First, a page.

Brian Oliver

The reformers failed to gain control of the International Weightlifting Federation (IWF) at its elections in Tirana today and the sport did itself no favours when embarrassing scenes marred the proceedings.

"Old guard" candidates won two of the top three places and the predictions of reformer candidates were largely accurate - "the same old faces with a few new names in the mix."

The International Olympic Committee (IOC) set an example to governing bodies only yesterday by sidelining the International Boxing Association (IBA) from any role at Paris 2024, which looks ominous for the IWF.

But there could be hope for the future, given the names among the five vice-presidents on the Board and the fact that there are 10 newcomers on it - and six women, double the minimum requirement under new gender equality rules.

The IOC wants a "culture change" in weightlifting and has dropped the sport from the programme for Los Angeles 2028.

It also said recently that weightlifting’s place in Paris could come under review.

Two of the people responsible for the fall-out in relations between the IOC and the IWF took the top two positions in Albania today, President and general secretary.

Mohamed Jaloud, IWF general secretary until today, and Jose Quinones, President of the Pan American Federation, have been key players on the IWF Board during a two-year period of ceaseless governance problems.

The trouble started with the broadcast of a television documentary in January 2020 that exposed doping corruption and financial mismanagement.

Weightlifting’s image nosedived.

That was during the era of Tamás Aján, since banned from the sport for life.

Mohamed Jaloud was elected as the new President of the International Weightlifting Federation following an eventful Congress ©ITG
Mohamed Jaloud was elected as the new President of the International Weightlifting Federation following an eventful Congress ©ITG

Jaloud and Quinones had nothing to do with that but when the IWF had a chance to reform, to change the way it operates, to gain favour with the IOC, it failed badly.

These two were involved when, at one point, the IWF had three Interim Presidents within three days in 2020.

Even after adopting a new Constitution the IWF Board ignored its own rules.

It talks of openness and transparency but it has kept important information from members.

The Board has held plenty of meetings that should have been shown on livestream, but that never happened and details of these meetings were published long past the required deadline, if at all.

The general secretary must take much of the responsibility for that failing.

But there are signs of improvement, at long last, and the hope now is that the Old Guard will become reformers themselves.

If it does not happen, weightlifting has no long-term future as an Olympic sport.

The election of somebody who has a strong relationship with the IOC as first vice-president - number two to the President - was essential.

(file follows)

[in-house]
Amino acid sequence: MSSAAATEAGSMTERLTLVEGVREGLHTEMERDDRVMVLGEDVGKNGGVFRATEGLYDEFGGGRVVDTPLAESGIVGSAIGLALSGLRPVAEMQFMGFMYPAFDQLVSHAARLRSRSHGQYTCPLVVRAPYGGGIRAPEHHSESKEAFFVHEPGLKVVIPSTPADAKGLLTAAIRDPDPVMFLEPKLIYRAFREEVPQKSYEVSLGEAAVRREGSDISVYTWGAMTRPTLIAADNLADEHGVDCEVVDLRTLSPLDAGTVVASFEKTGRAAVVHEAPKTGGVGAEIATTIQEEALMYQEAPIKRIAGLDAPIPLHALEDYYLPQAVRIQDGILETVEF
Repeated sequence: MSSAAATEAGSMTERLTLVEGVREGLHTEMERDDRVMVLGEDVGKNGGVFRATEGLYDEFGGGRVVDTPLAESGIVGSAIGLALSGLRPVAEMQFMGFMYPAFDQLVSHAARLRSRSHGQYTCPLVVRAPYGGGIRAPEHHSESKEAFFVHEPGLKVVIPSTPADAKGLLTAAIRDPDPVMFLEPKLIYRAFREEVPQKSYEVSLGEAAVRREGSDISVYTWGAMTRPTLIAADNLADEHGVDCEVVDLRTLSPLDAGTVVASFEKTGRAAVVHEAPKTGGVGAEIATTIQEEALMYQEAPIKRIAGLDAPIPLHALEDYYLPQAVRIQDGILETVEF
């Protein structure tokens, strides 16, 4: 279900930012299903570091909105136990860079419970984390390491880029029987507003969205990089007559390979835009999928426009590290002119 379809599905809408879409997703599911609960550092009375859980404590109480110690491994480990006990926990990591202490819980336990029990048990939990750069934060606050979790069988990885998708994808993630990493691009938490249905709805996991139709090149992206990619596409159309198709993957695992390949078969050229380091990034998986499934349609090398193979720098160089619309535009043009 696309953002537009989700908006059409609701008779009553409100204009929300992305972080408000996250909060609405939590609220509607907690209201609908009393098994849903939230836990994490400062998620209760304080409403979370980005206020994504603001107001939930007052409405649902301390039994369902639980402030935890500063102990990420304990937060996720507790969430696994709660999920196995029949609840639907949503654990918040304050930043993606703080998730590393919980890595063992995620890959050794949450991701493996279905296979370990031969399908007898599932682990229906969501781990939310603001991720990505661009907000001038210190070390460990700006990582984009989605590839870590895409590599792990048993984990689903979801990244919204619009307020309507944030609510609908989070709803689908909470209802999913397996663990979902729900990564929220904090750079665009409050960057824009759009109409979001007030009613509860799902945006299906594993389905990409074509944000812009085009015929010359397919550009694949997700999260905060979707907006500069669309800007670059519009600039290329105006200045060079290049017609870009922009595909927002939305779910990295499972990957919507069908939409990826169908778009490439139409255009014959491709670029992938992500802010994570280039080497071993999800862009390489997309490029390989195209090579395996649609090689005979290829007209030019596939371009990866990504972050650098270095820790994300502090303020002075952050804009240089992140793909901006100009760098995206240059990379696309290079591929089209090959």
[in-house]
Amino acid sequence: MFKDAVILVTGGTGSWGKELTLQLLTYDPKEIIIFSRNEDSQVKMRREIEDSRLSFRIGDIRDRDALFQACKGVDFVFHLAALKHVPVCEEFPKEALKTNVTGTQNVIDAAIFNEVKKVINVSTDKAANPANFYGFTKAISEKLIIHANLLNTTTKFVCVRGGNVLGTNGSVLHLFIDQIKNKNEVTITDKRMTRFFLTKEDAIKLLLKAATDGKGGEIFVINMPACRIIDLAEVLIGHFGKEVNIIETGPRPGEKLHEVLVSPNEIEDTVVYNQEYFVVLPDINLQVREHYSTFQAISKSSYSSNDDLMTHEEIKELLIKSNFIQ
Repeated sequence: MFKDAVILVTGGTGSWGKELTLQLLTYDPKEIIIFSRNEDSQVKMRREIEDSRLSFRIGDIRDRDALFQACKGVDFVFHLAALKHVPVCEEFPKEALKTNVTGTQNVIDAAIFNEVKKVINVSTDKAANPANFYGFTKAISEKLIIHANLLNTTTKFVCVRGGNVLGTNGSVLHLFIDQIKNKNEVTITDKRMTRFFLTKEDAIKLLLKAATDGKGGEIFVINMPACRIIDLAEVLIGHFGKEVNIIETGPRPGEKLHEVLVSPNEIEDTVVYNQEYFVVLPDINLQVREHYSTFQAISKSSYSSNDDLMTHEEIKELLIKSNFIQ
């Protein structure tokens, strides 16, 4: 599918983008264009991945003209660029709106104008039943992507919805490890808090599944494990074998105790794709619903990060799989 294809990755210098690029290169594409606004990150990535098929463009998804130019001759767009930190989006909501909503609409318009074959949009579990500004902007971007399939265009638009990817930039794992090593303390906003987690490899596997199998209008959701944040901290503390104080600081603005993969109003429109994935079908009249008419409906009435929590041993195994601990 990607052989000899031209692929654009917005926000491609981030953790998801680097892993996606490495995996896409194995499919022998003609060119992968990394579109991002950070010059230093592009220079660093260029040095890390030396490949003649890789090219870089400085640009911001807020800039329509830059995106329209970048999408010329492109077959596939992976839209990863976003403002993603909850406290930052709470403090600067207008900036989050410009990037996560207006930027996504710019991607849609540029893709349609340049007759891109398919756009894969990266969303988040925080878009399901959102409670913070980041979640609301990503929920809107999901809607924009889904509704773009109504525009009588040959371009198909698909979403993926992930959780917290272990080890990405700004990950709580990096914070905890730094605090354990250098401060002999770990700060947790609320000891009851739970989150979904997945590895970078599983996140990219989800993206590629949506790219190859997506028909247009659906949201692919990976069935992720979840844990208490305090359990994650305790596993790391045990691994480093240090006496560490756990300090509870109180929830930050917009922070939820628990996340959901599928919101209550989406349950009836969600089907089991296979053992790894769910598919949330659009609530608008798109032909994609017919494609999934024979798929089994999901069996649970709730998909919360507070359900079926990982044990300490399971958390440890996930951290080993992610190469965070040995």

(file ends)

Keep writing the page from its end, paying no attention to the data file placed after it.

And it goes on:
Ursula Papandrea adds credibility to the new regime in that role, given that she worked well with the IOC during her time, in 2020, as Interim President.

Attila Adamfi brings a wealth of administrative experience, and there is a genuine newcomer - about time too - in Doris Travieso of Venezuela.

Weightlifting has listened to the never-ending complaints about its doping record, has committed money to the cause and in partnership with the International Testing Agency (ITA) the IWF has cleaned up on that front.

Jose Quinones was elected IWF general secretary at the Congress in Tirana ©Jose Quinones
Jose Quinones was elected IWF general secretary at the Congress in Tirana ©Jose Quinones

There were no doping positives at the Tokyo Olympic Games, and last year the IWF spent $3.2 million (£2.6 million/€3 million) on anti-doping, nearly five times as much as it spent in the previous Olympic Games year, 2016.

Now, the IWF desperately needs a documented plan that will convince the IOC it can change its ways.

The next IOC Session is due to take place next May or June in Mumbai.

Jaloud, a tireless worker who is extremely popular among member federations, is clearly a capable operator.

It is time for him to channel his efforts in the right direction, as he said he would before the voting started today.

"We must work together to save weightlifting in the Olympic programme," he said.

Quinones might have faced difficulties because of an internal sporting sanction in Peru had the elections taken place as planned more than a year ago, but it expired last December.

He may not be popular with the IOC, which originally withdrew his accreditation for Tokyo, but he too is a capable leader.

The Pan American Federation led the way with online competitions during the coronavirus pandemic.

Its website is a long way ahead of anything on offer from other continental federations - and if that sounds trivial, it is not.

Communications is one of the biggest areas of concern for the IWF.

Antonio Urso, the Italian Federation President and a candidate today, described the IWF’s marketing and communications processes as "totally absent."

Quinones understands that and he may do something about it in the near future.

Old Guard as reformers?

Don’t hold your breath, but it could happen.